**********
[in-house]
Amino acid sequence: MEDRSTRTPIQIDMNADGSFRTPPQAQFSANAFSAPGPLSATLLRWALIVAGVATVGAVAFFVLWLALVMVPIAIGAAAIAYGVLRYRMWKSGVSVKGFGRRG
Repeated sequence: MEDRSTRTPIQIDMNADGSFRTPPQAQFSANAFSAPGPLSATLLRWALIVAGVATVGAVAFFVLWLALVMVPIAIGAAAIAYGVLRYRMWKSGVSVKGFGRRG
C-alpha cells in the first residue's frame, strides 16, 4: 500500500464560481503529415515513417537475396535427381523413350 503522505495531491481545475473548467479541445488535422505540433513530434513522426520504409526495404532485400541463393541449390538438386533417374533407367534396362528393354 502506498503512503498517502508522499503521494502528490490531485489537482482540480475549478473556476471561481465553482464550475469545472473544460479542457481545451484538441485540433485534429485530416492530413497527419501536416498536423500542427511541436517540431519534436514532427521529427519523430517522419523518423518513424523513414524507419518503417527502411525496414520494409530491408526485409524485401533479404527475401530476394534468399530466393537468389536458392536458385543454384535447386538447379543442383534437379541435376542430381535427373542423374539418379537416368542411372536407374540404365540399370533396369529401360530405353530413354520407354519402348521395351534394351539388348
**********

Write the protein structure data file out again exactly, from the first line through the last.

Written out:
[in-house]
Amino acid sequence: MEDRSTRTPIQIDMNADGSFRTPPQAQFSANAFSAPGPLSATLLRWALIVAGVATVGAVAFFVLWLALVMVPIAIGAAAIAYGVLRYRMWKSGVSVKGFGRRG
Repeated sequence: MEDRSTRTPIQIDMNADGSFRTPPQAQFSANAFSAPGPLSATLLRWALIVAGVATVGAVAFFVLWLALVMVPIAIGAAAIAYGVLRYRMWKSGVSVKGFGRRG
C-alpha cells in the first residue's frame, strides 16, 4: 500500500464560481503529415515513417537475396535427381523413350 503522505495531491481545475473548467479541445488535422505540433513530434513522426520504409526495404532485400541463393541449390538438386533417374533407367534396362528393354 502506498503512503498517502508522499503521494502528490490531485489537482482540480475549478473556476471561481465553482464550475469545472473544460479542457481545451484538441485540433485534429485530416492530413497527419501536416498536423500542427511541436517540431519534436514532427521529427519523430517522419523518423518513424523513414524507419518503417527502411525496414520494409530491408526485409524485401533479404527475401530476394534468399530466393537468389536458392536458385543454384535447386538447379543442383534437379541435376542430381535427373542423374539418379537416368542411372536407374540404365540399370533396369529401360530405353530413354520407354519402348521395351534394351539388348